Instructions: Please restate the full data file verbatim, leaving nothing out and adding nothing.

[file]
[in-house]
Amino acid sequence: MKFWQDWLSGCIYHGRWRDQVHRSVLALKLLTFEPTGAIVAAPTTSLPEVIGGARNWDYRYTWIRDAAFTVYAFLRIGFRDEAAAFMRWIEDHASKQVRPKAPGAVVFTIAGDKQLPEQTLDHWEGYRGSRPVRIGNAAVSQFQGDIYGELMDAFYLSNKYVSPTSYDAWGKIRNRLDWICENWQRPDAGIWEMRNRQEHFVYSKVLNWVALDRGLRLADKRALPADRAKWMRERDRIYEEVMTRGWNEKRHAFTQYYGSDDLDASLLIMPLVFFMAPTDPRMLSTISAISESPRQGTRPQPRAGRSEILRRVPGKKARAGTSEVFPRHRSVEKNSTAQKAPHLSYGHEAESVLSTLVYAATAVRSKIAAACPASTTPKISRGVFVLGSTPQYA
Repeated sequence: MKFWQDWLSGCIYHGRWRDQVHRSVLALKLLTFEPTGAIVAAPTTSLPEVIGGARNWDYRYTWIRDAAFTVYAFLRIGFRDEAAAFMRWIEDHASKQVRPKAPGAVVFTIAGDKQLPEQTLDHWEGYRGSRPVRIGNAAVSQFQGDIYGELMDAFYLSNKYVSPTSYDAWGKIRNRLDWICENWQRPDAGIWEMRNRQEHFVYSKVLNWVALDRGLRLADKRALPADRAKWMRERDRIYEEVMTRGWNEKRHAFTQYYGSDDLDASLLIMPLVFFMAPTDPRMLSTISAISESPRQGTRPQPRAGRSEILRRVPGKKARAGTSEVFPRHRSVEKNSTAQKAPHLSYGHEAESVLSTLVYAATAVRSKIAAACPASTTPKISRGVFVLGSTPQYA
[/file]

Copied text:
[in-house]
Amino acid sequence: MKFWQDWLSGCIYHGRWRDQVHRSVLALKLLTFEPTGAIVAAPTTSLPEVIGGARNWDYRYTWIRDAAFTVYAFLRIGFRDEAAAFMRWIEDHASKQVRPKAPGAVVFTIAGDKQLPEQTLDHWEGYRGSRPVRIGNAAVSQFQGDIYGELMDAFYLSNKYVSPTSYDAWGKIRNRLDWICENWQRPDAGIWEMRNRQEHFVYSKVLNWVALDRGLRLADKRALPADRAKWMRERDRIYEEVMTRGWNEKRHAFTQYYGSDDLDASLLIMPLVFFMAPTDPRMLSTISAISESPRQGTRPQPRAGRSEILRRVPGKKARAGTSEVFPRHRSVEKNSTAQKAPHLSYGHEAESVLSTLVYAATAVRSKIAAACPASTTPKISRGVFVLGSTPQYA
Repeated sequence: MKFWQDWLSGCIYHGRWRDQVHRSVLALKLLTFEPTGAIVAAPTTSLPEVIGGARNWDYRYTWIRDAAFTVYAFLRIGFRDEAAAFMRWIEDHASKQVRPKAPGAVVFTIAGDKQLPEQTLDHWEGYRGSRPVRIGNAAVSQFQGDIYGELMDAFYLSNKYVSPTSYDAWGKIRNRLDWICENWQRPDAGIWEMRNRQEHFVYSKVLNWVALDRGLRLADKRALPADRAKWMRERDRIYEEVMTRGWNEKRHAFTQYYGSDDLDASLLIMPLVFFMAPTDPRMLSTISAISESPRQGTRPQPRAGRSEILRRVPGKKARAGTSEVFPRHRSVEKNSTAQKAPHLSYGHEAESVLSTLVYAATAVRSKIAAACPASTTPKISRGVFVLGSTPQYA